Table_2_Salmonella Serotyping Using Whole Genome Sequencing.PDF (141.13 kB)
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Table_2_Salmonella Serotyping Using Whole Genome Sequencing.PDF

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posted on 2018-12-13, 04:25 authored by George M. Ibrahim, Paul M. Morin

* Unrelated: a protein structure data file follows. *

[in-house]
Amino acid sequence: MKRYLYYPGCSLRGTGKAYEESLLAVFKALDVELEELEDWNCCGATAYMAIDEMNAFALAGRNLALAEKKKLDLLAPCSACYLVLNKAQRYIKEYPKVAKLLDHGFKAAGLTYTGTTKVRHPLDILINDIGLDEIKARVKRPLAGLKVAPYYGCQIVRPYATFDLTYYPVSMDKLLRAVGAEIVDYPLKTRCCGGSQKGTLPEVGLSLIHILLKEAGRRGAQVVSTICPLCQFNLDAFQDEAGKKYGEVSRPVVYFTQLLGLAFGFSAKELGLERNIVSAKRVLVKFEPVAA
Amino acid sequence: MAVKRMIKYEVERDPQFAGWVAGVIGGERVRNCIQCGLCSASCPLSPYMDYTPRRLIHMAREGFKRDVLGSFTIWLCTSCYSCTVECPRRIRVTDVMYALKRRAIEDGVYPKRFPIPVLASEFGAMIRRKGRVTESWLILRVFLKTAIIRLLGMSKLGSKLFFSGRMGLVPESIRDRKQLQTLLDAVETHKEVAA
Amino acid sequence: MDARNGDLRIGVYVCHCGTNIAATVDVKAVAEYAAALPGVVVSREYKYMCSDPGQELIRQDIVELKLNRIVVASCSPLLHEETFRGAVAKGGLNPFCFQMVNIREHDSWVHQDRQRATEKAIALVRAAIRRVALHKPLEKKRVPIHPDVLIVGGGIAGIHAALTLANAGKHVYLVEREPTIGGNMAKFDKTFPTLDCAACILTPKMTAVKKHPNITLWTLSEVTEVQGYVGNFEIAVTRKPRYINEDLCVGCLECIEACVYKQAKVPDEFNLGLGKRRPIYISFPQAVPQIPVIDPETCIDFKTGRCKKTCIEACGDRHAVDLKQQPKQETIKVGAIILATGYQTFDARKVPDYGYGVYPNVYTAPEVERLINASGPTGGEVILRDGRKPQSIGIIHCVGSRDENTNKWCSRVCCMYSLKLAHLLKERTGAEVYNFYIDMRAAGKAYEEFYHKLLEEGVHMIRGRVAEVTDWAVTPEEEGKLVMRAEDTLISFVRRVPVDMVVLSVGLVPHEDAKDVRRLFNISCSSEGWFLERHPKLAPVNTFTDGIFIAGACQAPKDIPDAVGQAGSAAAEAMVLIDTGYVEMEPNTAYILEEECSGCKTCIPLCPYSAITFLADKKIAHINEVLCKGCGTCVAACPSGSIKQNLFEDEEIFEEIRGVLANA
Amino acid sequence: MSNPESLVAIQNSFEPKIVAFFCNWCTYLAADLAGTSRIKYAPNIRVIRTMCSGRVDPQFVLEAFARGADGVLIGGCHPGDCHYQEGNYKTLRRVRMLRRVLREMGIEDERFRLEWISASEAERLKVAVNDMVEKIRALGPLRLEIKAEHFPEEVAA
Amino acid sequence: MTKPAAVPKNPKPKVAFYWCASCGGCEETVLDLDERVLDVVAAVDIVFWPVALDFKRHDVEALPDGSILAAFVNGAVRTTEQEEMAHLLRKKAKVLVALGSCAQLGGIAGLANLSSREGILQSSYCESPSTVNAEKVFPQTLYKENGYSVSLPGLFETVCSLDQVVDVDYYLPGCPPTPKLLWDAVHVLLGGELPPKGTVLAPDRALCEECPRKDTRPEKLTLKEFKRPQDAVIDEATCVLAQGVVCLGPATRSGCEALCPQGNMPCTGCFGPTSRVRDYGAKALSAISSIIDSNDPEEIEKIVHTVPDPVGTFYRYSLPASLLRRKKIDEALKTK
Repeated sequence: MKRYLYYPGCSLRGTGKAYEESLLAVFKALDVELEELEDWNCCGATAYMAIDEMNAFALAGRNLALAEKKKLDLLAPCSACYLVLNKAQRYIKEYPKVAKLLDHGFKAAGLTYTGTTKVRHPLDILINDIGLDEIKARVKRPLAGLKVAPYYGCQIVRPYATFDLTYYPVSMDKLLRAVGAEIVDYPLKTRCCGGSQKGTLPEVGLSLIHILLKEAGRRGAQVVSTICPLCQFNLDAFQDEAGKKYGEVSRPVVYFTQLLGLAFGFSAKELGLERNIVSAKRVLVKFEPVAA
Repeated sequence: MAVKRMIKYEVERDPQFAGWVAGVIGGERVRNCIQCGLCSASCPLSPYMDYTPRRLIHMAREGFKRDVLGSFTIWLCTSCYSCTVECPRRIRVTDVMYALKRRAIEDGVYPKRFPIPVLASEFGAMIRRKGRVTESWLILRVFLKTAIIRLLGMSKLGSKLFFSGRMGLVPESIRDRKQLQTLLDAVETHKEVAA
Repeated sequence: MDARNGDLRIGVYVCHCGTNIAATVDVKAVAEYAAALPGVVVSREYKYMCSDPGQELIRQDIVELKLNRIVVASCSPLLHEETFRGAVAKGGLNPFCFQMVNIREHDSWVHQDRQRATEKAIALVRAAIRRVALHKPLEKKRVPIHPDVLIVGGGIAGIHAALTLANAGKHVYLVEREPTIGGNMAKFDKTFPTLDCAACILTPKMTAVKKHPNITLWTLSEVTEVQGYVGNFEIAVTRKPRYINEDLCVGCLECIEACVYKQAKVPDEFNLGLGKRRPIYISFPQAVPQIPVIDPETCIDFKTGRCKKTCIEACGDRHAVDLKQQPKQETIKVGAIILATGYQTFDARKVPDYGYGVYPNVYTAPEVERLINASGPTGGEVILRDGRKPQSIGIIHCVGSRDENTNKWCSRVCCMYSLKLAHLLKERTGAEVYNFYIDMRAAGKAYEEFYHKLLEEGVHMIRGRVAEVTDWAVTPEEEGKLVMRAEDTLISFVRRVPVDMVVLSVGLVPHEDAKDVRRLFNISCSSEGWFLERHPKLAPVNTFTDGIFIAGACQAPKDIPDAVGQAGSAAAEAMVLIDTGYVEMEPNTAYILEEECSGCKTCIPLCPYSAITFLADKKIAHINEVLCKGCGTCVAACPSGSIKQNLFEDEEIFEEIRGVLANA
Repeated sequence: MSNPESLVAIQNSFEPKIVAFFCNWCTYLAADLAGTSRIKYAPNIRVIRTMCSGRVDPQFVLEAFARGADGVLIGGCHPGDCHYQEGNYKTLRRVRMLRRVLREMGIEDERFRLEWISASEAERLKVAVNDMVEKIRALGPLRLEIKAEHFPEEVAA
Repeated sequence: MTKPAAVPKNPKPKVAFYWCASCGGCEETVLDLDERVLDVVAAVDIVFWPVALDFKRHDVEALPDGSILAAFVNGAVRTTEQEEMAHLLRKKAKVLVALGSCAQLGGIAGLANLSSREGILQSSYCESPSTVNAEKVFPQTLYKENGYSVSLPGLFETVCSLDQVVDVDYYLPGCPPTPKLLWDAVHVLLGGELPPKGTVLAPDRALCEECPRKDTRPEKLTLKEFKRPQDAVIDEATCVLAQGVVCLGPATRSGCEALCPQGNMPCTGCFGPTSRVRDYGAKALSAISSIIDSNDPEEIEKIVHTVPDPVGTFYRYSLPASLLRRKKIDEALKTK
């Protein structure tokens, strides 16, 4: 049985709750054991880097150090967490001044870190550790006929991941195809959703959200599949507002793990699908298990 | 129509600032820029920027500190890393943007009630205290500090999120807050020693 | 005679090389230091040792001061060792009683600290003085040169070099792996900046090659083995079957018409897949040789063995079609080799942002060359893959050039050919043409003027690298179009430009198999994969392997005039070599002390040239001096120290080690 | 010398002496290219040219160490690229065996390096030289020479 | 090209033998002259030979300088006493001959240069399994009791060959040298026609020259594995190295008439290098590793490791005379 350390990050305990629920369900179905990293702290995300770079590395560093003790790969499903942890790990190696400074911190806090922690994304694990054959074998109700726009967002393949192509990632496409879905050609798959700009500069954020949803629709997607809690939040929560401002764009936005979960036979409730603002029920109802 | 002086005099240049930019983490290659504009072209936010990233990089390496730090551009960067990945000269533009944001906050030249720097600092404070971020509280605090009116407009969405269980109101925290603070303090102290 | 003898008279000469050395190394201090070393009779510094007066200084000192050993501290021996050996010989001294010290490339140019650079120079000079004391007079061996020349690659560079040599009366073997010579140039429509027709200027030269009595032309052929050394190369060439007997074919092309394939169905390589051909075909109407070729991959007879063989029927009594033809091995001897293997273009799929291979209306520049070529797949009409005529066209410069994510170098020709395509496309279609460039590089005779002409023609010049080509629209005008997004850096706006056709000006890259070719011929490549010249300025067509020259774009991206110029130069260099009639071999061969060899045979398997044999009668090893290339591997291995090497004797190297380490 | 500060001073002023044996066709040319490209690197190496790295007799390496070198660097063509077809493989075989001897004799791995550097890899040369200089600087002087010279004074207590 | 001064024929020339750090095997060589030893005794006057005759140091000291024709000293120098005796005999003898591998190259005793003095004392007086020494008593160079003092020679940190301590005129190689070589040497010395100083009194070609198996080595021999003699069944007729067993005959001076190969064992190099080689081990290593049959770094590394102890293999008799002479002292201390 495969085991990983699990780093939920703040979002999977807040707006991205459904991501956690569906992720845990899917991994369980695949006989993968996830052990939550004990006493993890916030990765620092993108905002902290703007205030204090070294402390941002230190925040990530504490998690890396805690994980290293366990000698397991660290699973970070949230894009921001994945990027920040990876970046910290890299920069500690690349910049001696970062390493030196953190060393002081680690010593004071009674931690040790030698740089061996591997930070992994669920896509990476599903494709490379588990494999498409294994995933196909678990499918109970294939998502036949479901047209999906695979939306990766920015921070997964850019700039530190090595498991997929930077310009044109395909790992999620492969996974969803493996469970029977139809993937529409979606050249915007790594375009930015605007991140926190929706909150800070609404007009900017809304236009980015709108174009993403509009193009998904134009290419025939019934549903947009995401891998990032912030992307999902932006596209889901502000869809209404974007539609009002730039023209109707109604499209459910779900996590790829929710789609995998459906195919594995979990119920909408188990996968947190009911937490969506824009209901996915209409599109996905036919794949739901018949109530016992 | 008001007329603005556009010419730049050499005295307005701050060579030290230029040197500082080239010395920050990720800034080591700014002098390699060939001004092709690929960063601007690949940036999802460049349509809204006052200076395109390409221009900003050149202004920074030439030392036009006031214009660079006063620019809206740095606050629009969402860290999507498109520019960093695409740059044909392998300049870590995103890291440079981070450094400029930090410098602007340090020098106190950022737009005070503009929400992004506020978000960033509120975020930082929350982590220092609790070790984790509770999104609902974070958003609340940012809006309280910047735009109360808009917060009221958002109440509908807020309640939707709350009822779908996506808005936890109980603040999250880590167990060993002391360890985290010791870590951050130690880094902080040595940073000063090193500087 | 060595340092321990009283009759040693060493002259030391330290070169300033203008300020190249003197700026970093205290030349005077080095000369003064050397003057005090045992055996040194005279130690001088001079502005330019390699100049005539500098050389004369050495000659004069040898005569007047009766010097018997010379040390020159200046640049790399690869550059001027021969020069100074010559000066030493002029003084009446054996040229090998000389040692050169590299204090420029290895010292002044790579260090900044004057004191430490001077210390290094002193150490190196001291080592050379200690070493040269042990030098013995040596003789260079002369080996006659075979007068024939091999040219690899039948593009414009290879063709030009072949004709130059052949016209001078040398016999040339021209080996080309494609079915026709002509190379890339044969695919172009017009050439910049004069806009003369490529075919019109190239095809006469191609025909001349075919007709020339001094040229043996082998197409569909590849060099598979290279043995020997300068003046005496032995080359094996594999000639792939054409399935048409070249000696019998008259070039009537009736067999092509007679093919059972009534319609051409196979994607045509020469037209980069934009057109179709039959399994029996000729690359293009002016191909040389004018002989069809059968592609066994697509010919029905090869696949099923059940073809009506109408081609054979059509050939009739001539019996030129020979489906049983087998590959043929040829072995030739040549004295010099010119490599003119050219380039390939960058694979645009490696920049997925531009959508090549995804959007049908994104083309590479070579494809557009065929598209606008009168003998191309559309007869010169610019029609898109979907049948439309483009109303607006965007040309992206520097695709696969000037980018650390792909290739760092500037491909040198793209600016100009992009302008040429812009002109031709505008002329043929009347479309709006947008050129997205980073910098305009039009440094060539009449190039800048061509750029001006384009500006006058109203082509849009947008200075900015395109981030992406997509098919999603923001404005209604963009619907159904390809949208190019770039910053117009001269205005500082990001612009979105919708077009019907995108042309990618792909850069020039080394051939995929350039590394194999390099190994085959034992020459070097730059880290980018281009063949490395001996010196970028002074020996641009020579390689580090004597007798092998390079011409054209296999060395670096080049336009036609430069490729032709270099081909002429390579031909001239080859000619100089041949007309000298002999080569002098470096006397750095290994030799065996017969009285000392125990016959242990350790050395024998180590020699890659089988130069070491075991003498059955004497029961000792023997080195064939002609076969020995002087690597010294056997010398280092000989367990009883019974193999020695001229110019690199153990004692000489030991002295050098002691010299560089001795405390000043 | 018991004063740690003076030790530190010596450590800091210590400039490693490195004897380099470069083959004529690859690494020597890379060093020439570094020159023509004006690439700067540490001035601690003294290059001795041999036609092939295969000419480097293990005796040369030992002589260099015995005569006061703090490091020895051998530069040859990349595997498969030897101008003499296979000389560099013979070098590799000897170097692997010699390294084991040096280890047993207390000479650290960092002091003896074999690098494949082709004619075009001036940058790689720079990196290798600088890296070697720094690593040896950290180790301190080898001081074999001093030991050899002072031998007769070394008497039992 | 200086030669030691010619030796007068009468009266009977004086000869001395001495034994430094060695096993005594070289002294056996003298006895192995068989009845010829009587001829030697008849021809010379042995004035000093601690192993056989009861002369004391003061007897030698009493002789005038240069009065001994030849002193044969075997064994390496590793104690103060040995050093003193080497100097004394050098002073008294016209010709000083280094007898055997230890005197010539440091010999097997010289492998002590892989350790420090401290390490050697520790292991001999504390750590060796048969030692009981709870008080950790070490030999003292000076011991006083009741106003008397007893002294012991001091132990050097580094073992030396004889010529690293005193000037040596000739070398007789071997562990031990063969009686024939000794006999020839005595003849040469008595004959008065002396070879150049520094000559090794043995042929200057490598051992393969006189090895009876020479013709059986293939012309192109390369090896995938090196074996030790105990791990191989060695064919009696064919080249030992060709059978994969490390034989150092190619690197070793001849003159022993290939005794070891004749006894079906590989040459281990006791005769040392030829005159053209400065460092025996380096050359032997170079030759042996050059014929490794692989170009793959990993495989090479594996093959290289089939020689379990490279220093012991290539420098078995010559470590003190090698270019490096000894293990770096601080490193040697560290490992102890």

Until recently, traditional serology and the Kauffmann White Scheme (KWS) have been the gold standard for Salmonella serotyping. Whole Genome Sequencing (WGS) has now emerged as an alternative in this field. Serotype information remains a cornerstone in food safety and public health activities to reduce the burden of salmonellosis. At the same time, recent advances in WGS have improved the ability to perform advanced pathogen characterization while improving trace back investigations to determine the source of foodborne illness during outbreaks. Serovar prediction based on WGS can be performed using in silico data analysis tools. Three such tools have been developed: (a). Salmonella in silico Typing Resource (SISTR), (b). SeqSero, and (c). in silico 7-gene MLST ST (Multilocus Sequence Typing Sub-Typing) which was generated using the SISTR platform. Public health officials around the world are diligently working to validate these tools for replacing traditional surveillance methods to provide a more powerful approach for molecular epidemiology in support of public health investigations. In this study, we report a retrospective analysis of our laboratory inventory of 1,041 Salmonella isolates collected between 1999 and 2017. These isolates are of public health significance since they all came from either food, feed or environmental swabs. They were all serotyped by both traditional serology and WGS using an in silico SeqSero tool for serovar prediction. Both predicted identical Salmonella serotypes in 899 isolates (86.4% of the 1,041 Salmonella isolates). SeqSero assignments differed from traditional serological testing in 80 isolates (7.7%) and no serotype prediction was ascertained from 62 isolates (5.9%). This retrospective study is an excellent example of using WGS and SeqSero as a data analysis tool to predict Salmonella serotypes that can provide numerous advantages including molecular and genetic details regarding the characteristics of the Salmonella isolates compared to traditional KWS serotyping. In conclusion, it is evident that using WGS and in silico tools for Salmonella serotyping might someday replace traditional serotyping.